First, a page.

Tom Wilkinson attempts to teach Vince Vaughn how to high-five.

Pretty much anyone who's ever seen a movie is privy to the fact that Vince Vaughn is capable of playing only one character—his fast-talking, interminably sarcastic presence has been a signature of middling comedies since the early '00s. Not unlike the shtick of Vaughn's similarly predictable and similarly irrelevant colleague Ben Stiller, his is a tired, one-dimensional persona whose effectiveness is almost totally contingent on a solid premise and a decent supporting cast.

With regards to its premise, Unfinished Business leaves a lot to be desired: Dan (Vaughn) is an overworked businessman who impulsively quits his job and starts his own company with a sex-obsessed old guy, Tim (Tom Wilkinson), and a mawkish, imbecilic kid, Mike (Dave Franco). When an opportunity to close a big deal leads the trio first to Maine and then to Berlin, dick jokes ensue. The rest is an indecipherable blur.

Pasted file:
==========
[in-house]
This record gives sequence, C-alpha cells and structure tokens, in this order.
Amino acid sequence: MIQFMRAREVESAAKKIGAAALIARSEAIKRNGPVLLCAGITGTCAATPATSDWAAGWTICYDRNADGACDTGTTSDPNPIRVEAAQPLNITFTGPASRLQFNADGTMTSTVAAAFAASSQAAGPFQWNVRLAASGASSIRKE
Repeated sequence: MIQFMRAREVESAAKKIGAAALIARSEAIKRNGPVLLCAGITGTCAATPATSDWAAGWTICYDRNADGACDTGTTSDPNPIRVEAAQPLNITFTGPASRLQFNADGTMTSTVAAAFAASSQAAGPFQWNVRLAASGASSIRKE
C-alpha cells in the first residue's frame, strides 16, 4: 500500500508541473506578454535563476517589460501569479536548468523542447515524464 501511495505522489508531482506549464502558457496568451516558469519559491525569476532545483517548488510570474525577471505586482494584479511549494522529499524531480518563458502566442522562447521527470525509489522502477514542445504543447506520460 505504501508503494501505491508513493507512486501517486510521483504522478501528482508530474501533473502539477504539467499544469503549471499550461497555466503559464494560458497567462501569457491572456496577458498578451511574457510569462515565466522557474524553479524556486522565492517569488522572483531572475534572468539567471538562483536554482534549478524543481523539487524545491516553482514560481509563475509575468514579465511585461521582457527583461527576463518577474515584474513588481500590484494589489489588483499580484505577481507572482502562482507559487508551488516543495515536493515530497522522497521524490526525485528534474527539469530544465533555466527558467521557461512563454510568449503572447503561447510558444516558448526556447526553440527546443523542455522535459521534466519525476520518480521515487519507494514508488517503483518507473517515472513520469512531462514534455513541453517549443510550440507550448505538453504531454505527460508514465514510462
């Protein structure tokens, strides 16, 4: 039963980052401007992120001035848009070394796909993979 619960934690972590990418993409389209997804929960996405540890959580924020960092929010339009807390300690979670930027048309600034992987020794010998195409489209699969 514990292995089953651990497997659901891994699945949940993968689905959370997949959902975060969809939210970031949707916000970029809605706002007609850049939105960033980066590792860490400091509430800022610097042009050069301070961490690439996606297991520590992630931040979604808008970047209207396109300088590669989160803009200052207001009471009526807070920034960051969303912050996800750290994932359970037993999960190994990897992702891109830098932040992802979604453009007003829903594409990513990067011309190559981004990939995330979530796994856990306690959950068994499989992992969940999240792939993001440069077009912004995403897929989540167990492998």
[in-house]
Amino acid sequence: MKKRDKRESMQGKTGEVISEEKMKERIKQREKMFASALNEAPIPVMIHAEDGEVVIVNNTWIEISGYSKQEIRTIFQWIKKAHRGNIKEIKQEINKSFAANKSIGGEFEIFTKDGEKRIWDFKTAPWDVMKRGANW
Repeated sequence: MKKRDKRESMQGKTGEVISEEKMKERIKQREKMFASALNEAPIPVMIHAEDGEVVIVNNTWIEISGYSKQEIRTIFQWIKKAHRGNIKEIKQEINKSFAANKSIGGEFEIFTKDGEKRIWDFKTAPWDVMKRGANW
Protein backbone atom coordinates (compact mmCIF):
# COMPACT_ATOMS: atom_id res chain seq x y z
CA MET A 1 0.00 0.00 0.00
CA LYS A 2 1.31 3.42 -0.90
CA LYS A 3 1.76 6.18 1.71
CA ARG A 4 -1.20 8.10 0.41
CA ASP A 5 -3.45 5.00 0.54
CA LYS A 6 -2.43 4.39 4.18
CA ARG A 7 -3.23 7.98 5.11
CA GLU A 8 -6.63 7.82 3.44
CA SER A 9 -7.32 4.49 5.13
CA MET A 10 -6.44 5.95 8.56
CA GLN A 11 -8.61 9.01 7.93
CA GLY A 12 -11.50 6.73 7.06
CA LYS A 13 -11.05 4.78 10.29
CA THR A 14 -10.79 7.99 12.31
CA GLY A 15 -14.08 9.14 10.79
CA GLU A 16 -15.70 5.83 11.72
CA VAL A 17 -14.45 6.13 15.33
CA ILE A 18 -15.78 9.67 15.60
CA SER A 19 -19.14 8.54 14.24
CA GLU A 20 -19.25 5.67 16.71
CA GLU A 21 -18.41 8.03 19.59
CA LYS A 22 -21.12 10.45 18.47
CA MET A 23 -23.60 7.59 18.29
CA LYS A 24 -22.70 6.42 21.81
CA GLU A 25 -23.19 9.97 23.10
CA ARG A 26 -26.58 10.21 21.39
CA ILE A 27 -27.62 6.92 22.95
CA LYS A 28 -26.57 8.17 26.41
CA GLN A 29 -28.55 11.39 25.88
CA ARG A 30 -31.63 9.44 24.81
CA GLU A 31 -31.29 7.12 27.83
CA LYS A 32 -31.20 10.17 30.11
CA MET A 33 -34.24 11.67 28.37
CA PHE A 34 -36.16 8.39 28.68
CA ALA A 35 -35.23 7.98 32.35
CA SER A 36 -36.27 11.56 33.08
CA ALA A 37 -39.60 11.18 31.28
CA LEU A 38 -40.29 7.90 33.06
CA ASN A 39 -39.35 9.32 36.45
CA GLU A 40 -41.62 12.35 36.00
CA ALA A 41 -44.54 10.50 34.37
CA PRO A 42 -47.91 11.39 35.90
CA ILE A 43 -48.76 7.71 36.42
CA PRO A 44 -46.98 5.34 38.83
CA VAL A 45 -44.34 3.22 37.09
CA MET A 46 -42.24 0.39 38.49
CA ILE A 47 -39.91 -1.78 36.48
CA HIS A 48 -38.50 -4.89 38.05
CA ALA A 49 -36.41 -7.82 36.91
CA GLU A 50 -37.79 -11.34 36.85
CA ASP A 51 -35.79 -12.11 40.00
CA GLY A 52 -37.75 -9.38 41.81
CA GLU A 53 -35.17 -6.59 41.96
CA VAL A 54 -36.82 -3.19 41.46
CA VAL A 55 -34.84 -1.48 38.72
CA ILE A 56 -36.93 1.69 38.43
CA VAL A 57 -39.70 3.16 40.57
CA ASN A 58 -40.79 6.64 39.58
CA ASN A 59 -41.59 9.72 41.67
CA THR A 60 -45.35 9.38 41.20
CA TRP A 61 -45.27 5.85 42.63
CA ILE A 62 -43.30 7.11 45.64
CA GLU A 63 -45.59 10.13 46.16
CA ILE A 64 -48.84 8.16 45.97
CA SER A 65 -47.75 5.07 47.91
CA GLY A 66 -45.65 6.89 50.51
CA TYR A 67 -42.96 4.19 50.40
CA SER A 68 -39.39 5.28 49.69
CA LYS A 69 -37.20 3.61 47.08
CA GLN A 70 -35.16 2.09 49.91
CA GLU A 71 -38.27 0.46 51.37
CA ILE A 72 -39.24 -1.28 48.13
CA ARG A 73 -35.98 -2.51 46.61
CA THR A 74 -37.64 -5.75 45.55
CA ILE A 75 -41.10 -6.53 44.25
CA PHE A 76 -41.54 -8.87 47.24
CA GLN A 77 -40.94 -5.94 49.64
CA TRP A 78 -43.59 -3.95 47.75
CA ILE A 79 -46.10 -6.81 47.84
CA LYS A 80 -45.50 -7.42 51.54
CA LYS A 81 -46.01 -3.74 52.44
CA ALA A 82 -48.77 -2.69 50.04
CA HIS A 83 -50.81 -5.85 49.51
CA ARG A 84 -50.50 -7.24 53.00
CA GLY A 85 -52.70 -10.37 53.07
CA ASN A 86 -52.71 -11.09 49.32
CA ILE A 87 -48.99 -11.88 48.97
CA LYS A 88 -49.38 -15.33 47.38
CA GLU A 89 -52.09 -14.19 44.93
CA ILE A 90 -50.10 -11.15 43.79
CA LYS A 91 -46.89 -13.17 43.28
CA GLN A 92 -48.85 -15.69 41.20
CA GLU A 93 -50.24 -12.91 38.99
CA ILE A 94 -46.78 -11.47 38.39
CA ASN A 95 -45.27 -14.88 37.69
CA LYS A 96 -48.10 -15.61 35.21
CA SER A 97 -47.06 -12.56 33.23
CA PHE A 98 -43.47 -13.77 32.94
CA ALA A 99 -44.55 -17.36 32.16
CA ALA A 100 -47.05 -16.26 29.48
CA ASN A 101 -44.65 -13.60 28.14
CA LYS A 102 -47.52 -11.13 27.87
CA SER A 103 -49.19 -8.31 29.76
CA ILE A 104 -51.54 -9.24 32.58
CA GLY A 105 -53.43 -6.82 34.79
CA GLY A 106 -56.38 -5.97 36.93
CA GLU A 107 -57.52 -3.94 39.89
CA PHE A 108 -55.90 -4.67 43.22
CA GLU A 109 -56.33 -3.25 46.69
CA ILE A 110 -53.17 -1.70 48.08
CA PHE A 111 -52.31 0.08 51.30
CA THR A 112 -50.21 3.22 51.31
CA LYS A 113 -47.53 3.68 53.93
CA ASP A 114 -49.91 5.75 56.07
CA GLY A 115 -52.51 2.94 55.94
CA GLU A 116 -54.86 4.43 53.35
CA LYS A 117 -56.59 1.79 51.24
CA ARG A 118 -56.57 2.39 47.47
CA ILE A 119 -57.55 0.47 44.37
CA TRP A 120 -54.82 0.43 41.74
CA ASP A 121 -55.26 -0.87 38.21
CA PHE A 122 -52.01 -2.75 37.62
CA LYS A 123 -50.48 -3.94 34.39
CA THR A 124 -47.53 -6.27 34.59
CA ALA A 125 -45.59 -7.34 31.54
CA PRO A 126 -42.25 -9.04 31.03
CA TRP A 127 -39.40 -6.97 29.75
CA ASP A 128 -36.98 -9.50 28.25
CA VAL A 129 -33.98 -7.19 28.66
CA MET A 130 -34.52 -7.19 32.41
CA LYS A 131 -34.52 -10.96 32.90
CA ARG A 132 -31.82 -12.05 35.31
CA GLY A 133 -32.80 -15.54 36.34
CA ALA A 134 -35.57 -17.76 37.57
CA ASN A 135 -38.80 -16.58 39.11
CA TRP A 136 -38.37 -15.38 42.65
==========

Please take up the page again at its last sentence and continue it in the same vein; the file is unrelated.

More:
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It's an occasionally funny blur, thankfully, due to the three principal characters' amusing dynamic. But things get weird about a third of the way in, when the movie starts taking itself seriously with a half-baked, anti-bullying subplot involving Dan's overweight son and precocious daughter, not to mention the implication that Dan's motivation for success is to send his kids to private school. It feels like amenable pandering at best, and indicative of a deeply confused film at worst.

That said, Unfinished Business succeeds when it's the cinematic equivalent of a Spencer's Gifts: It's funny to watch Franco attempt to (incorrectly) have sex with someone in the wheelbarrow position, and it's even funnier to hear Wilkinson say "titty" and see him smoking out of a bong. And Vaughn, whose last three movies have been nothing short of unwatchable, even reminds us that he can be legitimately charming—at least when he's not trying to pull on our heartstrings with that "family man" shit. So Unfinished Business turns out to be a minor triumph for an actor with a pretty abysmal résumé. This doesn't necessarily mean it's worth seeing. recommended